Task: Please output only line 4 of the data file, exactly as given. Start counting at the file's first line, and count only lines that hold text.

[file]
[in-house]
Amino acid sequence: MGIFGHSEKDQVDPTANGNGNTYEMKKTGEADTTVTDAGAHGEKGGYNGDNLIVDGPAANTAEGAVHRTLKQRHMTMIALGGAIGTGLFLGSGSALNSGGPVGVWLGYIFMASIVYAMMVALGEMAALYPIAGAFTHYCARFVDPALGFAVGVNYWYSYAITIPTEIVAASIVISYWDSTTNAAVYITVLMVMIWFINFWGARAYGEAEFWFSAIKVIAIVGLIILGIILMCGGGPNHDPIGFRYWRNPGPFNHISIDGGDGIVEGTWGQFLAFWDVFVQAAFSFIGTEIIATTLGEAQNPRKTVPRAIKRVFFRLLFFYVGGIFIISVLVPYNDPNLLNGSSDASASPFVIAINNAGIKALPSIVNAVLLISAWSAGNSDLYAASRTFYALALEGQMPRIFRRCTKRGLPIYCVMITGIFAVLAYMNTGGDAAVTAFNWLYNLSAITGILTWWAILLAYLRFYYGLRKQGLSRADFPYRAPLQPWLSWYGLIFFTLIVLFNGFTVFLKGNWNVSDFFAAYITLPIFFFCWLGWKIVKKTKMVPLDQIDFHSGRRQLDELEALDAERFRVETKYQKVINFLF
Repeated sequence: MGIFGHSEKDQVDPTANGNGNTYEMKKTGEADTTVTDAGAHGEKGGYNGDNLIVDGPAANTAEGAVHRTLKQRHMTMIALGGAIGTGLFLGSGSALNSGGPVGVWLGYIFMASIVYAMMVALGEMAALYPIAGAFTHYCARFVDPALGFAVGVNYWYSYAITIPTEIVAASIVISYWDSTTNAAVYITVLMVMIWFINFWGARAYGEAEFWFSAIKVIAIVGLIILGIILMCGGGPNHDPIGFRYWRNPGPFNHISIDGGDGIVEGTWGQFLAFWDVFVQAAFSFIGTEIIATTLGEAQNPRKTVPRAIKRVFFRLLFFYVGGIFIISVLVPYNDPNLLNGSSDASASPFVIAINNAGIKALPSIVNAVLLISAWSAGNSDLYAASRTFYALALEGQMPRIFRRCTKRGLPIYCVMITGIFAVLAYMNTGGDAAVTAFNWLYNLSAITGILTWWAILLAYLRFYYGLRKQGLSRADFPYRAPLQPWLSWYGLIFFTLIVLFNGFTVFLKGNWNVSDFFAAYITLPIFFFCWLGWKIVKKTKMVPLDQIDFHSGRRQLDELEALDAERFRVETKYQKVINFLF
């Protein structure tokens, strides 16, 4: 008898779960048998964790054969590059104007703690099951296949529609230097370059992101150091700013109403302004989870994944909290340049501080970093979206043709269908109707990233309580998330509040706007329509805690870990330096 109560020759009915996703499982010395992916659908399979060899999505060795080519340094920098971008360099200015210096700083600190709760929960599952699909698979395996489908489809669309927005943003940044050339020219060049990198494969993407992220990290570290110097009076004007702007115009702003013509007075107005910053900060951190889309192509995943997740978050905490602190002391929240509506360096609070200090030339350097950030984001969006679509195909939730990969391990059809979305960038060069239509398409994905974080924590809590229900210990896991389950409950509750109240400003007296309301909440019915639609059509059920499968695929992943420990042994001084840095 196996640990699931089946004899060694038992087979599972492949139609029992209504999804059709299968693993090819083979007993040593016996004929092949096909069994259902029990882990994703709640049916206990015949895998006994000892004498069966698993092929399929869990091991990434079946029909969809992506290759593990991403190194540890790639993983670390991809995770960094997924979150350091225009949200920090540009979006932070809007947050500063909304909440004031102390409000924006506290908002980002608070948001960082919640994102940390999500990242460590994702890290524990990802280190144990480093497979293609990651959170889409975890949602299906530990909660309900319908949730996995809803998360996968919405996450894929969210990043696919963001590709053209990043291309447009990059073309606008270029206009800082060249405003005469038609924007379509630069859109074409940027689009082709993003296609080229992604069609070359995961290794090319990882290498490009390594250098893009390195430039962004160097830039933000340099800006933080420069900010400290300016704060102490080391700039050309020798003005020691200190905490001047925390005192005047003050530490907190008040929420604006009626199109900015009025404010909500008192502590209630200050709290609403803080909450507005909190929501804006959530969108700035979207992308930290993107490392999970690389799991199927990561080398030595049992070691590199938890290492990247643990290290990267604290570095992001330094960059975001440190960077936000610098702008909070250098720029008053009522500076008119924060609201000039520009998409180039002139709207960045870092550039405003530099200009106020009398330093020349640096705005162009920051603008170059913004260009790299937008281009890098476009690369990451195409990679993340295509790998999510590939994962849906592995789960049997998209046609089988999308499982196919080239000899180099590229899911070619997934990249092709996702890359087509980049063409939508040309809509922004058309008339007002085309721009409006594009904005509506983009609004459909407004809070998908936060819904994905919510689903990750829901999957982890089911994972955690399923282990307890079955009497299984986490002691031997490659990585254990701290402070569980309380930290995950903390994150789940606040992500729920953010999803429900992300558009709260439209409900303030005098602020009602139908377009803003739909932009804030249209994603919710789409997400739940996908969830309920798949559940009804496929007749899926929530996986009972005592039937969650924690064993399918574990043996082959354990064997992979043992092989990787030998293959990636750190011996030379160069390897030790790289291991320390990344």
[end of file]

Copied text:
């Protein structure tokens, strides 16, 4: 008898779960048998964790054969590059104007703690099951296949529609230097370059992101150091700013109403302004989870994944909290340049501080970093979206043709269908109707990233309580998330509040706007329509805690870990330096 109560020759009915996703499982010395992916659908399979060899999505060795080519340094920098971008360099200015210096700083600190709760929960599952699909698979395996489908489809669309927005943003940044050339020219060049990198494969993407992220990290570290110097009076004007702007115009702003013509007075107005910053900060951190889309192509995943997740978050905490602190002391929240509506360096609070200090030339350097950030984001969006679509195909939730990969391990059809979305960038060069239509398409994905974080924590809590229900210990896991389950409950509750109240400003007296309301909440019915639609059509059920499968695929992943420990042994001084840095 196996640990699931089946004899060694038992087979599972492949139609029992209504999804059709299968693993090819083979007993040593016996004929092949096909069994259902029990882990994703709640049916206990015949895998006994000892004498069966698993092929399929869990091991990434079946029909969809992506290759593990991403190194540890790639993983670390991809995770960094997924979150350091225009949200920090540009979006932070809007947050500063909304909440004031102390409000924006506290908002980002608070948001960082919640994102940390999500990242460590994702890290524990990802280190144990480093497979293609990651959170889409975890949602299906530990909660309900319908949730996995809803998360996968919405996450894929969210990043696919963001590709053209990043291309447009990059073309606008270029206009800082060249405003005469038609924007379509630069859109074409940027689009082709993003296609080229992604069609070359995961290794090319990882290498490009390594250098893009390195430039962004160097830039933000340099800006933080420069900010400290300016704060102490080391700039050309020798003005020691200190905490001047925390005192005047003050530490907190008040929420604006009626199109900015009025404010909500008192502590209630200050709290609403803080909450507005909190929501804006959530969108700035979207992308930290993107490392999970690389799991199927990561080398030595049992070691590199938890290492990247643990290290990267604290570095992001330094960059975001440190960077936000610098702008909070250098720029008053009522500076008119924060609201000039520009998409180039002139709207960045870092550039405003530099200009106020009398330093020349640096705005162009920051603008170059913004260009790299937008281009890098476009690369990451195409990679993340295509790998999510590939994962849906592995789960049997998209046609089988999308499982196919080239000899180099590229899911070619997934990249092709996702890359087509980049063409939508040309809509922004058309008339007002085309721009409006594009904005509506983009609004459909407004809070998908936060819904994905919510689903990750829901999957982890089911994972955690399923282990307890079955009497299984986490002691031997490659990585254990701290402070569980309380930290995950903390994150789940606040992500729920953010999803429900992300558009709260439209409900303030005098602020009602139908377009803003739909932009804030249209994603919710789409997400739940996908969830309920798949559940009804496929007749899926929530996986009972005592039937969650924690064993399918574990043996082959354990064997992979043992092989990787030998293959990636750190011996030379160069390897030790790289291991320390990344």